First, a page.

Thirty-seven members of the United States Congress, including Senators and Representatives, signed and submitted a plea for prohibition of mandatory arbitration provisions in customer service agreements. The legislators presented their argument in a letter to U.S. Securities and Exchange Commission Chair Mary Jo White, calling for her to exercise the SEC’s authority under the Dodd-Frank Wall Street Reform and Consumer Protection Act.
As most of our readers should know, the Dodd-Frank Act is a federal statute signed into law by President Obama on July 12, 2010. The Act represented a major change in the American financial regulatory environment and affects almost every aspect of the nation’s financial services industry. It includes the SEC Whistleblower Act and a “whistleblower bounty program” that allows people who provide information that leads to successful SEC enforcement to receive 10 to 30 percent of the monetary sanctions in excess of $1 million.
Section 921 of the Frank-Dodd Act reflects Congress’s concern of the use of mandatory arbitration agreements in customer and client contracts. As we have stated on numerous occasions arbitration clauses take away a person’s access to the courts, and the right to a trial by jury. Instead, cases are diverted to a costly private legal system that favors huge corporate defendants. Forced arbitration undermines consumer protection, civil rights and other laws that level the playing field between Big Business and individuals.
The Act grants the SEC the authority to restrict or prohibit the use of mandatory arbitration provisions. However, the legislators write that in the nearly three years since enactment of the Frank-Dodd Act, the SEC has “largely disregarded this important mandate.” One thing that helped spur Congressional leaders to action in this matter is a recent decision by investment brokerage firm Charles Schwab to expand mandatory arbitration clauses in its customer agreements to include a waiver of class action rights. The letter addressed the Schwab action:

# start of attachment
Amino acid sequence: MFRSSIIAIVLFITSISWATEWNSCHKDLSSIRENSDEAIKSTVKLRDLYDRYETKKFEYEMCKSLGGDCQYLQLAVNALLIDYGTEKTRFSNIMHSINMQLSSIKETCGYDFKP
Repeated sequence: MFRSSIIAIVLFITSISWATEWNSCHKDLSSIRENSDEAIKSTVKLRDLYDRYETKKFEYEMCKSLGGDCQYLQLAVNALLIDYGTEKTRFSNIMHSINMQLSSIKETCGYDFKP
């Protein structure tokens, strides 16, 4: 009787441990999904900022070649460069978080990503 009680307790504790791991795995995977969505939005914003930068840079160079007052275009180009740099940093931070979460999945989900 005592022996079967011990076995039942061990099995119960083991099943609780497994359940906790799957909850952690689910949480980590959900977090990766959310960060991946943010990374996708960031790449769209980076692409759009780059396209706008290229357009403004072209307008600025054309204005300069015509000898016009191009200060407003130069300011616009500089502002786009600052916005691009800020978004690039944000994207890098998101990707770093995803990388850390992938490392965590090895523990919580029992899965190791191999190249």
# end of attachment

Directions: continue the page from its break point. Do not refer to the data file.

In this instance, Schwab argued that, in response to the Supreme Court’s interpretation of the Federal Arbitration Act (FAA) in AT&T Moblity v. Concepcion, it could include a waiver of class action and class arbitration rights in its customer agreements. FINRA initiated a disciplinary action against Schwab for violation of FINRA rules barring class action waivers. In February, however, a FINRA hearing panel ruled that although Schwab’s actions did in fact violate FINRA rules, those rules could not be enforced under Concepcion. [FINRA Department of Enforcement v. Charles Schwab & Company Inc. (CRD No. 5393) Disciplinary Proceeding No. 201102976021. February 21,2013.]
It appears that the letter, and pressure from consumer groups, has had an effect. Schwab temporarily reversed its requirement that clients waive their right to bring class-action lawsuits. “Effective immediately, Schwab is modifying its account agreements to eliminate the existing class-action lawsuit waiver for disputes related to events occurring on or after May 15, 2013 and for the foreseeable future,” the San Francisco-based brokerage company said in a statement that was posted on its website May 15th.
Public Citizen congratulated the company for its “responsible” decision. The consumer watchdog group said many of its 19,000 supporters who signed a petition also are Schwab customers who spoke directly to the firm. That type contact is very important and quite often gets results. But just as things seemed to be headed in the right direction, the progress was slowed. A member of the SEC announced in late May that the arbitration issues wouldn’t be considered until 2014. It was said that the agency “didn’t have time” to take it up until then.
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